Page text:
Tzimiskes and Svjatoslav arrived separately for their historic en–counter, and a vivid description of this meeting is furnished in the account of Leo Diakonos. Svjatoslav approached the meeting place on the Danube in a boat, a distinctive symbol of Varangian love for the sea. He wielded an oar as an equal of his Varangian warriors. Leo Diakonos also provides a physical description of the Rus’ prince, noting that he was of medium height, had a flat nose, blue eyes, thick eyebrows, a stout neck, broad chest, and well proportioned members. He wore a sparse beard and had a long shaggy mustache. His head was completely shaved, except for a tuft of hair that was braided and hung on one side of his head. Although Leo Diakonos does not stress the significance of the tuft of hair, for the Rus’ prince this was a sign of his distinguished origin. His attire included a ring in one ear and a white linen garment, which notably was clean, unlike the garb of the other Rus’.31 Even in defeat, the proud and defiant Rus’ prince presented an impressive figure, one that the Byzantines apparently respected, for their annalistic entries contain no disparaging statements of his bearing and demeanor.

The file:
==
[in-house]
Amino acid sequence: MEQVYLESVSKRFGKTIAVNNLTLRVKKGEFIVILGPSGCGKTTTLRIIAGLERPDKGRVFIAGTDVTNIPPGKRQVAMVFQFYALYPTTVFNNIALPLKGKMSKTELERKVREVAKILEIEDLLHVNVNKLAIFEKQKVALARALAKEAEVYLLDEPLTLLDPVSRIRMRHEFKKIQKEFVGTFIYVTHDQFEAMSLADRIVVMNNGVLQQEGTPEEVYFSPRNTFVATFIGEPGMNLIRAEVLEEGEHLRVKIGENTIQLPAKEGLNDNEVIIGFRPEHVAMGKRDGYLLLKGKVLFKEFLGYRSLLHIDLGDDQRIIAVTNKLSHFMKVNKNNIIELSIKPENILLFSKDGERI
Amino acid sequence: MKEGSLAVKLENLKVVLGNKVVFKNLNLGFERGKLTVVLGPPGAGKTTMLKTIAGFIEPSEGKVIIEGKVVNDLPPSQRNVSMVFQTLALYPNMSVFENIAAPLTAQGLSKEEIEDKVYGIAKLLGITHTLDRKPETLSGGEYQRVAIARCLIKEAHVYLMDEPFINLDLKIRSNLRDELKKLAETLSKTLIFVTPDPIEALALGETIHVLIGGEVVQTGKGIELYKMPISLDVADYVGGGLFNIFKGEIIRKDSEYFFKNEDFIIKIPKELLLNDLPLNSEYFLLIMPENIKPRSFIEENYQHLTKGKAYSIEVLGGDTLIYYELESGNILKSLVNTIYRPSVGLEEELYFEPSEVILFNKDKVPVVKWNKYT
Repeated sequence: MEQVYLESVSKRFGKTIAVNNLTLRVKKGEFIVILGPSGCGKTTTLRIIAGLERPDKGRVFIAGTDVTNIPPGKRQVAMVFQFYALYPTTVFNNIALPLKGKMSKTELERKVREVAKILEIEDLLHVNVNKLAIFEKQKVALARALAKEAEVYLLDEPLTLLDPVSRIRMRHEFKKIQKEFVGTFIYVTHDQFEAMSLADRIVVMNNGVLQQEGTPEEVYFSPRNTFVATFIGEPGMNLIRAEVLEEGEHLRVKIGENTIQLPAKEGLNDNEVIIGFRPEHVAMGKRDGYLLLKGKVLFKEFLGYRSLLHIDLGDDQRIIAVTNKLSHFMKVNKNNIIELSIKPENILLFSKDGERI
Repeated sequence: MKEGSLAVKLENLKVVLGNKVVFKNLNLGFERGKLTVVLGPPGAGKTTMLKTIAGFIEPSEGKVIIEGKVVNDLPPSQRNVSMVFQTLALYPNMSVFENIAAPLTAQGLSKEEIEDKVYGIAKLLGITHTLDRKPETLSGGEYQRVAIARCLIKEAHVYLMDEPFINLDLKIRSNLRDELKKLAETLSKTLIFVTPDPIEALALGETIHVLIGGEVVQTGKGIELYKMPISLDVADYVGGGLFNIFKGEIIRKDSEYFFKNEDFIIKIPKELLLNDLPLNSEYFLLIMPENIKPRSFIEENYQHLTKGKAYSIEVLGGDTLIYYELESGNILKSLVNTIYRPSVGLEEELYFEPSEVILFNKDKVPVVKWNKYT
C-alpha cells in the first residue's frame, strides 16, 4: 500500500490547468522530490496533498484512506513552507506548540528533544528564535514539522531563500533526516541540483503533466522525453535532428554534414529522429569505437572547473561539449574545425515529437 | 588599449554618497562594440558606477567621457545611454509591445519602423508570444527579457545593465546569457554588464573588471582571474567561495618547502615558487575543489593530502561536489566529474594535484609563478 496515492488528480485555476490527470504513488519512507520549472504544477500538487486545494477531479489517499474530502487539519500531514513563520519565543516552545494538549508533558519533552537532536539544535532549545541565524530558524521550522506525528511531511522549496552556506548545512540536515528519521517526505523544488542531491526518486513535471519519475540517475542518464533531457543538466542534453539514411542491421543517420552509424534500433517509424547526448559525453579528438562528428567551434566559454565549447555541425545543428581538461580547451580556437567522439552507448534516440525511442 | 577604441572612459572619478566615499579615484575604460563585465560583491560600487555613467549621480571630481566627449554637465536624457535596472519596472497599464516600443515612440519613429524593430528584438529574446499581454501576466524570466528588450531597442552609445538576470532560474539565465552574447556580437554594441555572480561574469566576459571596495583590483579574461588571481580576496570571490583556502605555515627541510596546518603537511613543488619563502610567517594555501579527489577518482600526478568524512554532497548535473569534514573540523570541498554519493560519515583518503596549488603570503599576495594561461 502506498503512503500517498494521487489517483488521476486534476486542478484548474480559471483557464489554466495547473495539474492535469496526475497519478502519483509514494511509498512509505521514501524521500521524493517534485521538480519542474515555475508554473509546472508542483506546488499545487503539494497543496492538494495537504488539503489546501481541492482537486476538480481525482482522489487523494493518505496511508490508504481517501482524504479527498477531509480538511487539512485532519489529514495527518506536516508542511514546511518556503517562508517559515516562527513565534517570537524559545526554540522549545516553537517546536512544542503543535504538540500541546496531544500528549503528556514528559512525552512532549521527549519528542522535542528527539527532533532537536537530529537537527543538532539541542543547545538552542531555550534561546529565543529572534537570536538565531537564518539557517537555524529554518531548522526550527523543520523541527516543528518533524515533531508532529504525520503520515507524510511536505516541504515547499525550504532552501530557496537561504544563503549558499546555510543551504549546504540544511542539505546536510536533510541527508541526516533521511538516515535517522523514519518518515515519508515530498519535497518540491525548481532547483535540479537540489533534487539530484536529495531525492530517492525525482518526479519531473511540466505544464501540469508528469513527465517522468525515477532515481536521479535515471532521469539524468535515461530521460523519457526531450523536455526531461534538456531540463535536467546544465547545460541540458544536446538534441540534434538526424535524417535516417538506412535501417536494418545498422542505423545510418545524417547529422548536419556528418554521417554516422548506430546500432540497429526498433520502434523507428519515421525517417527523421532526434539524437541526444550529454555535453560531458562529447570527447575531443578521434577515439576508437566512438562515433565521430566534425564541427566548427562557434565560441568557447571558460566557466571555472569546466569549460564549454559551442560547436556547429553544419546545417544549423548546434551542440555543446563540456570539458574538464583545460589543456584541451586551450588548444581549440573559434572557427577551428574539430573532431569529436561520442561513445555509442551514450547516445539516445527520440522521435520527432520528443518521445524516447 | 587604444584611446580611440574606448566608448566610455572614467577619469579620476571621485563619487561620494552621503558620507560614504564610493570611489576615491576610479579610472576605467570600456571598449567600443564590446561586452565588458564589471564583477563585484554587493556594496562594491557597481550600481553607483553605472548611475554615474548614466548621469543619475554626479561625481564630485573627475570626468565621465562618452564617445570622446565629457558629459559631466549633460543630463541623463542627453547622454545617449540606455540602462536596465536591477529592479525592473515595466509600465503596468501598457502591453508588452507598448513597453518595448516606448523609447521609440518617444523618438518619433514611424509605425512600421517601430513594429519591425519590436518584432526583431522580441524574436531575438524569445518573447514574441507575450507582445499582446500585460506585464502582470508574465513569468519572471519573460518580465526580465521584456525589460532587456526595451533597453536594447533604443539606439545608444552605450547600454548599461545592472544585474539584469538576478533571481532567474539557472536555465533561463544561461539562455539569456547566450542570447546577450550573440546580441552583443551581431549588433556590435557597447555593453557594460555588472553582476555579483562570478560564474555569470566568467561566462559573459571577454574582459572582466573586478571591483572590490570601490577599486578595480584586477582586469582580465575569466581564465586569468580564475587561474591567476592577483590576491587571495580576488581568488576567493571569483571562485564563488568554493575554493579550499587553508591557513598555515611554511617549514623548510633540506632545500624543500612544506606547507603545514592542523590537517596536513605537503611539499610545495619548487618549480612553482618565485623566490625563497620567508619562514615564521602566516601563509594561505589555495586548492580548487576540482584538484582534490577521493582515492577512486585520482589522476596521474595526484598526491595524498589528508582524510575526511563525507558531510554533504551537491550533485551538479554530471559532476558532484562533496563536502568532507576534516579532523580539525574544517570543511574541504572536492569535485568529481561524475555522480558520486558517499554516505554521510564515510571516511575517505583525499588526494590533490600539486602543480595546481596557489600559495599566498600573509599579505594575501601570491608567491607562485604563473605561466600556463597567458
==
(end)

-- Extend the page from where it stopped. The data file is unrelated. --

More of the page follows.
The emperor without doubt had dictated the terms of the treaty, which was recorded by Theophilos, the imperial secretary. Its provisions are straightforward, containing a pledge to maintain peace and perfect amity between the Rus’ and the Byzantines. The text includes a statement of a resumption of normal commercial relations,32 a provision that was most important to both parties. Svjatoslav sealed the treaty with an oath to Perun and Volos, the leading pagan deities of the Varangians and the Slavic Rus’. The Byzantine sources that cite the treaty are magnanimous in their portrayal of the Rus’ prince and do not humble him in the face of defeat. On the contrary, the participants in the treaty process were awed by Svjatoslav’s presence and appearance, and regarded him in diplomatic terms as a head of state, although his demeanor was described as being somewhat somber and ferocious. It is this characterization in particular that was preserved in Byzantine sources.33 And the Greeks clearly treated this leader with respect as their sources attest. They had granted to Svjatoslav his request for a public meeting with Tzimiskes. The Rus’ prince throughout the encounter sat in his boat and the emperor on his white mount.34 Although Svjatoslav hoped to regain his prestige, he had, nevertheless, suffered a devastating misfortune, had concluded a disadvantageous peace, and was forced to agree to abandon Bul–garia. He was granted permission to return to his native land.